We often focus too much on our performance, forgetting the importance of our mental health. As a result, things start going badly, and we begin to feel anxious, unmotivated, or lacking in strength. We lose our inspiration or our ability to concentrate. And that's when we experience the most frustration. We want to do our best, we know how important it is to give our 100%, but something is coming in the way of doing it.
Let's imagine the following example: Ana feels exhausted. In a few days, she has a deadline for an important project. She is finding it increasingly difficult to concentrate and no longer knows what strategy to use. Thoughts like "you won't make it" or "you always get assigned impossible projects" keep running through her mind.
Those thoughts of self-criticism ("you won't make it") or criticizing others ("they always assign me impossible projects") come to the surface in these situations. And this, among other factors, only makes our well-being, and therefore our performance, worse.
Some studies (Neff, Hsieh, and Dejitterat, 2005) show that the more self-critical messages we give ourselves, the more we become blocked and unable to keep up. On the other hand, the more self-compassionate those messages are, the more we can regulate emotions, activate coping strategies, and become resilient. That said, there is no doubt that it is desirable to introduce self-compassion into our lives as a habit.
What do we mean by self-compassion? Is it feeling self-pity? No.
"Self-compassion is the ability to enjoy ourselves when everything is going well and to be kind to ourselves when life is complicated. No matter how big the challenge, self-compassion will always make us activate the best of ourselves to face it" (Desmond, 2017).
In other words, self-compassion is being there for us when we are enjoying an afternoon with friends, a trip, or a productive day; and also when we are having a bad day at the office, when we got bad news or when we find it hard to concentrate. It is to be our best friend and support, in the good times and in the not-so-good times.
What would you say to a friend if he/she calls you telling you who has had a bad day at the office, or who got bad news, or what would you say if he/she writes you telling you that he/she cannot concentrate for work/study?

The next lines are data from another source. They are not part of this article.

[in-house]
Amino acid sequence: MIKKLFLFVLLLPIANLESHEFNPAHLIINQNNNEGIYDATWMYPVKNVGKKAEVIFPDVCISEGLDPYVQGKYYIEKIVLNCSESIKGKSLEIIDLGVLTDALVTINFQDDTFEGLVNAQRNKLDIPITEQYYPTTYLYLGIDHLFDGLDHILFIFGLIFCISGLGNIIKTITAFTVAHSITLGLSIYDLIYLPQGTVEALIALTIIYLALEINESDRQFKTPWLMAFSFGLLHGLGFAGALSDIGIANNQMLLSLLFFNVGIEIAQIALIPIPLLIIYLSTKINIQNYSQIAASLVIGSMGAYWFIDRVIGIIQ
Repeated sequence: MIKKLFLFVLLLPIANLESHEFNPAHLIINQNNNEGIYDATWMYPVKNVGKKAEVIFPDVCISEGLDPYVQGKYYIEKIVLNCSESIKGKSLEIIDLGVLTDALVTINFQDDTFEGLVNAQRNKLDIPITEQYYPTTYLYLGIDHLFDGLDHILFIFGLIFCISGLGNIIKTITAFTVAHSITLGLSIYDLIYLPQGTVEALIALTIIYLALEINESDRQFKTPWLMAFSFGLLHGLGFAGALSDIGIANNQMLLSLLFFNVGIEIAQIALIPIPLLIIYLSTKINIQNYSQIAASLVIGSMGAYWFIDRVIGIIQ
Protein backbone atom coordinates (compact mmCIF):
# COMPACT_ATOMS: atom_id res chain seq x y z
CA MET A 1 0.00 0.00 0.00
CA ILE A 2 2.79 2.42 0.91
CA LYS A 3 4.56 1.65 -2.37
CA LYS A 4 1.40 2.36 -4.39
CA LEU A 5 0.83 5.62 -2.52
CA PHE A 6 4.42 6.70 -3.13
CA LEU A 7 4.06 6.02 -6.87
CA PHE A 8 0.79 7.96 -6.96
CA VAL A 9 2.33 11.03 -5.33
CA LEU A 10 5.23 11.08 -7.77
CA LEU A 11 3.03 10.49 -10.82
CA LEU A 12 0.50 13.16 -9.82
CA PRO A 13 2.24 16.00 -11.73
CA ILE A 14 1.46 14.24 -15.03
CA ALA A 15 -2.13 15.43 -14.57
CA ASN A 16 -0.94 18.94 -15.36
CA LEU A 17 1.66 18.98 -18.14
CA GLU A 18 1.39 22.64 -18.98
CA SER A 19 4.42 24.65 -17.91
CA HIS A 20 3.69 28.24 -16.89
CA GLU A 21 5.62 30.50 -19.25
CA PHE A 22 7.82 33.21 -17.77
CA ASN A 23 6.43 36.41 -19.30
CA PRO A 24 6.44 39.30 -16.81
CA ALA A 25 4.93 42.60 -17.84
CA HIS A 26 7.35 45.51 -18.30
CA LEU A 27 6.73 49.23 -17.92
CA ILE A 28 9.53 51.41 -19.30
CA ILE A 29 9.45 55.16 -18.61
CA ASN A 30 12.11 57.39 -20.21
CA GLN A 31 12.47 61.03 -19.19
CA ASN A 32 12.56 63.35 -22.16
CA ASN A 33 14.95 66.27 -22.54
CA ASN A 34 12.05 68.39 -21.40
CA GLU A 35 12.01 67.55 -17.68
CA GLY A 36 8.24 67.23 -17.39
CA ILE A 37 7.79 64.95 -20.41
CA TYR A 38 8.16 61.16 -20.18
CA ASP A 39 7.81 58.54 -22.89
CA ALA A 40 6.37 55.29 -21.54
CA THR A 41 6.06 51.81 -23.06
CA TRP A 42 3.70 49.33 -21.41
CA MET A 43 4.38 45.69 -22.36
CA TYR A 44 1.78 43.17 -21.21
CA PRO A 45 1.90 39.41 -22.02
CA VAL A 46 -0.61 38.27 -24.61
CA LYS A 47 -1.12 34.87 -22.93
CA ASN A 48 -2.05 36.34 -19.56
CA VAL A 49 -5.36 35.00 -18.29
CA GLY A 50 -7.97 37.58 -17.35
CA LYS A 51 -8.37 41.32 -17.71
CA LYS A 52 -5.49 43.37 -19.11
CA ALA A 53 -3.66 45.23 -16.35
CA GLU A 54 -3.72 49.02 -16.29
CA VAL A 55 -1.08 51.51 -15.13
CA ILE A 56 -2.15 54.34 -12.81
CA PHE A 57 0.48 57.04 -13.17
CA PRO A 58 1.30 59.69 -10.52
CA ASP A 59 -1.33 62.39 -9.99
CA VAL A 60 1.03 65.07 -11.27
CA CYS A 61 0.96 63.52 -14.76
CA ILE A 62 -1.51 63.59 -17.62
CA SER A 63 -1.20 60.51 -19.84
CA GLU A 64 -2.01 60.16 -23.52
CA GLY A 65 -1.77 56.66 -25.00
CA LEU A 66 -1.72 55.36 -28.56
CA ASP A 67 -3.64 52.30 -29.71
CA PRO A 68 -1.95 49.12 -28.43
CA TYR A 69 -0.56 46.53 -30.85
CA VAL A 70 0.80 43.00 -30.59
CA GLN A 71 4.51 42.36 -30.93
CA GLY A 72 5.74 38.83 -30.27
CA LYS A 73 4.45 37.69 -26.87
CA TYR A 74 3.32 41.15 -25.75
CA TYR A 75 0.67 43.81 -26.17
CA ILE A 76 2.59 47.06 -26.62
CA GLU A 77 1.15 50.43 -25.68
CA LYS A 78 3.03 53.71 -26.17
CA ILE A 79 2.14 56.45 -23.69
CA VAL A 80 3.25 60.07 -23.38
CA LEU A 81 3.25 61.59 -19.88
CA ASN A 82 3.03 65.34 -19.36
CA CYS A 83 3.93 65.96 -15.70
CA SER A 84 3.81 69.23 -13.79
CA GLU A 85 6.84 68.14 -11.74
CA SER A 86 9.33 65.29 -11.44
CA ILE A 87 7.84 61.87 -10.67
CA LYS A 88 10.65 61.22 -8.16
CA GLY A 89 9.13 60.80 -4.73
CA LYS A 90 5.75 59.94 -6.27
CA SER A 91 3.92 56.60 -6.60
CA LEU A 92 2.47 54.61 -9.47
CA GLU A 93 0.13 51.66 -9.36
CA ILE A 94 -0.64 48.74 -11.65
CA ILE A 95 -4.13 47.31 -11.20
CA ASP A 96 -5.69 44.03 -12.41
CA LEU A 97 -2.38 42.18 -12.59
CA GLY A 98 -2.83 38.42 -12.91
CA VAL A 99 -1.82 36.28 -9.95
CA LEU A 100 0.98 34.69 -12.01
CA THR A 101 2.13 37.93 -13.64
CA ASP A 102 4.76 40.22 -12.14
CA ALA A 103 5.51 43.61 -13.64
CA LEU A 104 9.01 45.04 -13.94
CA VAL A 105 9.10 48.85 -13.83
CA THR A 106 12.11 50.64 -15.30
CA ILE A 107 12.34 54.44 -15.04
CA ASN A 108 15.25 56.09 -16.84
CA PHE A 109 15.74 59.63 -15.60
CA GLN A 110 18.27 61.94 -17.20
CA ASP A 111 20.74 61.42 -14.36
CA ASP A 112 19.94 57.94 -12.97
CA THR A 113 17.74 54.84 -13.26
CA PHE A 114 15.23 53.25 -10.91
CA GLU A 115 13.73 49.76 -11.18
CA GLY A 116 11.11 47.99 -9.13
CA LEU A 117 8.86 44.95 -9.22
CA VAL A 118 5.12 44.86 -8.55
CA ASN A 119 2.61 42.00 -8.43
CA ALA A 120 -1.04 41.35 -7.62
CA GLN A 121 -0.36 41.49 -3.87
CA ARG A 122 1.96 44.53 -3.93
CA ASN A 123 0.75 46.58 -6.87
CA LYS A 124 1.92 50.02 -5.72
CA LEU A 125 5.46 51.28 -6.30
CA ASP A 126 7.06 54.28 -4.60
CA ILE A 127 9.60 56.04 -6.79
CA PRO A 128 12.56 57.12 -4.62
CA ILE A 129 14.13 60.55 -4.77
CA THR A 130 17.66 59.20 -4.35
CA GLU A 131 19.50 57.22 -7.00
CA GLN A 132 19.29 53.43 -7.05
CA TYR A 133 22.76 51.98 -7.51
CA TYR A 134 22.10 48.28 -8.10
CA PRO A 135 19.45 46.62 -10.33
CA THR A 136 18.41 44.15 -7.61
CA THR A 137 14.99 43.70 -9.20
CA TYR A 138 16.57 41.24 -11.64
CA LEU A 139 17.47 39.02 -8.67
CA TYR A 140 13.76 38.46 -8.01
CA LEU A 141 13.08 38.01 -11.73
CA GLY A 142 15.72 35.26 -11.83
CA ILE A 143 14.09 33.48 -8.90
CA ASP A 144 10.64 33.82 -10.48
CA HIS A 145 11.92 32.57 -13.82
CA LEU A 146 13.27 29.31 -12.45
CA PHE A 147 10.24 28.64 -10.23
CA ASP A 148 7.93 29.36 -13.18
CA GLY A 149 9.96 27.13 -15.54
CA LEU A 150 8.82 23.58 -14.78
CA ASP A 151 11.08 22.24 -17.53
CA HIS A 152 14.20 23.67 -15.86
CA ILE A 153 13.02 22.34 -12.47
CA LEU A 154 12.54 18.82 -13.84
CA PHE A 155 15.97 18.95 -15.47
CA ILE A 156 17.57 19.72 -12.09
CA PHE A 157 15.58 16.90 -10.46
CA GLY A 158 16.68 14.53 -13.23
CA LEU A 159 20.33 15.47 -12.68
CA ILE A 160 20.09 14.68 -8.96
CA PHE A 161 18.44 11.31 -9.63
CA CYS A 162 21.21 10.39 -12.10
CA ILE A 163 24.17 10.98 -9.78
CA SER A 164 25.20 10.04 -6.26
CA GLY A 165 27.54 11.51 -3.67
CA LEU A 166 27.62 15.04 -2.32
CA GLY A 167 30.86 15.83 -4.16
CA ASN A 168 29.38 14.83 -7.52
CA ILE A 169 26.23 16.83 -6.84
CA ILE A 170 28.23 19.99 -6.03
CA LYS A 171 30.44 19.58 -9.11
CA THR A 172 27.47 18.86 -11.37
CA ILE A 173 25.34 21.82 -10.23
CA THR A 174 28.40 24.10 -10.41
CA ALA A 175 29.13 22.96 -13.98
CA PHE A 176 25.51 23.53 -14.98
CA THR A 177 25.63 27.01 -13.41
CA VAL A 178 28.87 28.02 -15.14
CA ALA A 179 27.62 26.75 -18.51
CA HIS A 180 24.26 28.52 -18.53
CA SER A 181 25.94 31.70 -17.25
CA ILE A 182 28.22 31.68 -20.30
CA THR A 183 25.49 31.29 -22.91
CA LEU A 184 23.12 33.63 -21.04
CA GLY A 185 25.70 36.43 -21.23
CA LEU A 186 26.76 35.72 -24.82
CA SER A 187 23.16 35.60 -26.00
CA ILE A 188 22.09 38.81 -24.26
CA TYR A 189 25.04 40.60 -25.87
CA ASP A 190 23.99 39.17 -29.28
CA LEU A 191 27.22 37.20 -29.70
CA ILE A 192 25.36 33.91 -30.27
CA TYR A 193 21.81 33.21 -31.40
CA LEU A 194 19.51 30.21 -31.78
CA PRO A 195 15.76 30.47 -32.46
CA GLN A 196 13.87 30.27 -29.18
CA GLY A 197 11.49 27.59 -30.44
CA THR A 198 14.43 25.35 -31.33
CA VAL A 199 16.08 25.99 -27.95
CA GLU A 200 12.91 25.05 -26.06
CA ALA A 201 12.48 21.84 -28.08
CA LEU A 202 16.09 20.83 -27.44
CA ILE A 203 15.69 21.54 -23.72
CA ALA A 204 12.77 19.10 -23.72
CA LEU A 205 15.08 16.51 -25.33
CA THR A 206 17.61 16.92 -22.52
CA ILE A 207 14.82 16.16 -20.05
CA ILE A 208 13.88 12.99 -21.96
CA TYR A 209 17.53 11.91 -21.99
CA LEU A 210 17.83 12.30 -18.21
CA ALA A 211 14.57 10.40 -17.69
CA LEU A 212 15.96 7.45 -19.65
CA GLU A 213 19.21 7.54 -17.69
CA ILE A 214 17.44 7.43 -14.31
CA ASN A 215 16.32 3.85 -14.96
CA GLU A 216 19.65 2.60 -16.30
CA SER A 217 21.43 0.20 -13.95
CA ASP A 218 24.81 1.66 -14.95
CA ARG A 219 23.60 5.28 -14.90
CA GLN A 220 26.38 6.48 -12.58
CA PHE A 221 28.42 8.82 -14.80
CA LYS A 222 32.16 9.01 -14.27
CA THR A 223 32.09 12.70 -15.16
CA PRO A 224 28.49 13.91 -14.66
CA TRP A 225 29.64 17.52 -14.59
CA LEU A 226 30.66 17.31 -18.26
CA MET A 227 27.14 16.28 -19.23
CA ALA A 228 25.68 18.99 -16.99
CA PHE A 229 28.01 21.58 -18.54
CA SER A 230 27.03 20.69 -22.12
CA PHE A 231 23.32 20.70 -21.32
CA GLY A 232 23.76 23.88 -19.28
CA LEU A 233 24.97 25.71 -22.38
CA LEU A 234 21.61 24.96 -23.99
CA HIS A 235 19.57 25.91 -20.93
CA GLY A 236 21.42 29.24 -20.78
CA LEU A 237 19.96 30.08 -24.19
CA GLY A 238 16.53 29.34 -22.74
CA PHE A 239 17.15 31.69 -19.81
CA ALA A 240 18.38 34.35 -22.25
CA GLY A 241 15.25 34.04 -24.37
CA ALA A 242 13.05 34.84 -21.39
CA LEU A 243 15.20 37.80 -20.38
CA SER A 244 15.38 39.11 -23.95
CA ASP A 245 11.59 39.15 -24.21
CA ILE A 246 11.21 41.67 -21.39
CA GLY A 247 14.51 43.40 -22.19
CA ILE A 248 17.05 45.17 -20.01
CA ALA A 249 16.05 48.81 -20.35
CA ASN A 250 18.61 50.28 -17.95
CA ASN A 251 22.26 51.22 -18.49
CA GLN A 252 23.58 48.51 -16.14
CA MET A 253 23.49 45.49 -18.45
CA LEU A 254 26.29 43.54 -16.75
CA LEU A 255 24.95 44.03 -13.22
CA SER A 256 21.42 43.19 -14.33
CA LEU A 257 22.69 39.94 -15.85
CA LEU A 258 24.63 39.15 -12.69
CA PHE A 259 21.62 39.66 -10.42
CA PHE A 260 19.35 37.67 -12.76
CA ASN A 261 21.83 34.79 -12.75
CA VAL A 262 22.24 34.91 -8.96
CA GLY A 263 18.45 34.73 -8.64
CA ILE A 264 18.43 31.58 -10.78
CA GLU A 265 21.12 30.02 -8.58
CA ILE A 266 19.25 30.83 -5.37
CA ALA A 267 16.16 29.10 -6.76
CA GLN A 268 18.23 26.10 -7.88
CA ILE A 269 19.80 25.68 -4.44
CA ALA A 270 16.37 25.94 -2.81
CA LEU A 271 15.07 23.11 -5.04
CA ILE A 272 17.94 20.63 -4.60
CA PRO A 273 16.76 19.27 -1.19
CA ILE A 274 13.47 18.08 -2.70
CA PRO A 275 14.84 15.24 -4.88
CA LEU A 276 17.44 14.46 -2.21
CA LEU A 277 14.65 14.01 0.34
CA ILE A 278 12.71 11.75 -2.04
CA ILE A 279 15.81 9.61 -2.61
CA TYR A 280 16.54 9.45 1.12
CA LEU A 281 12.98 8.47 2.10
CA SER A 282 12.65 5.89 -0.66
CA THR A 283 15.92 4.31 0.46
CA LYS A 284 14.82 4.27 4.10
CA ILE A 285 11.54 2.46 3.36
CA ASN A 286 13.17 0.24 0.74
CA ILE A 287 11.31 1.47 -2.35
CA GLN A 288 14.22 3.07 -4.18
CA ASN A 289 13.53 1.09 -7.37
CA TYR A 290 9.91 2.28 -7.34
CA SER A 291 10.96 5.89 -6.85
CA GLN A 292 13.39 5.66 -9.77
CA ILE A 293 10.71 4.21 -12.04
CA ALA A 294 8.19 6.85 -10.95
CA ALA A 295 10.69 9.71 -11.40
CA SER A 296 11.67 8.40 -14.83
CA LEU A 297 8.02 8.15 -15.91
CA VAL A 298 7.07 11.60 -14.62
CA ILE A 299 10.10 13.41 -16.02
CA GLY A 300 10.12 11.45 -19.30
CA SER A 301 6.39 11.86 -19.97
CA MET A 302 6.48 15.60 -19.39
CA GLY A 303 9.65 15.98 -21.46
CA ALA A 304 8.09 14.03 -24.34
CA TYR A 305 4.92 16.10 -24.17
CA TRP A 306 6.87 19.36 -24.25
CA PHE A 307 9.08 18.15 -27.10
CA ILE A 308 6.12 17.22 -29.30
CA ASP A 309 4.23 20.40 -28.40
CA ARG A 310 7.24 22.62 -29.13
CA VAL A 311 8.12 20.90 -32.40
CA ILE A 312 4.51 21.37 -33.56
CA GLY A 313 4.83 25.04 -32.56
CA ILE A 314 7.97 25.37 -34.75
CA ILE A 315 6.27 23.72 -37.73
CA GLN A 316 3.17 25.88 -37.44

It seems interesting to do the exercise of comparing those answers with what we would say to ourselves in those situations. We tend to treat ourselves much more harshly than we would use with others.
Treating ourselves with the kindness, warmth, and support with which we would treat someone we love can mean a before and after in our life, in our well-being, and certainly in our performance.
Self-compassion routine in 4 steps
In this way, it might be a good idea to stop for a moment to have yourself as your best ally and support you. To do this, we suggest you use the following 4-step routine:
1) Body scan: For a moment, focus on your breathing and "scan" your body. Do you feel any discomfort, any tension? Where? Try to focus your attention on how your body feels and where you feel pressure or distress. How would you describe that discomfort?
2) Name it: After allowing yourself to see where you feel the discomfort, try to give it a name. How do I feel at this moment? Am I scared? Do I feel angry or sad?
3) Connect and make sense: Recognizing and observing what is happening to us is a remarkable step when applying self-compassion; such as understanding why we feel the way we do. As a human being, feeling emotions means that your body is healthy. For example, "I feel angry that I didn't anticipate that it was going to take longer than I thought."
4) Accept your humanity: Whether things went your way or you made a mistake, it is essential to accept that failure is part of being human. Even the best painters have done portraits that they have discarded. Focus on your humanity and give yourself permission to have acted as you have.
Continuing with Ana's example, talking to yourself in the following way would be an example of self-compassion:
"Before accepting the project, I had estimated that it would take me less time than it is taking. I have done the best I could, it is proof of how much I value and respect my work. My past self did not have this information. If I had, I would not have estimated that it would take less time. All humans make mistakes. This situation will allow me to learn and grow. Next time, I will have what I am learning from this situation as experience, and I will be even more capable of making it."
Self-compassion changes the rules of the game.
It is a proven fact that those who are motivated by kindness and compassion persevere much better in the face of adversity and use failures as circumstances to learn and grow.
It may take some effort and time to introduce self-compassion into your worldview. Still, it seems that it can give you the turnaround you've been waiting for so long to feel better about upcoming challenges.
Desmond, T. (2017). The Self Compassion Skills Workbook. New York/London. W.W. Norton & Company.
Neff, K. D., Hsieh, Y. P., & Dejitterat, K. (2005). Self-compassion, achievement goals, and coping with academic failure. Self and identity, 4(3), 263-287.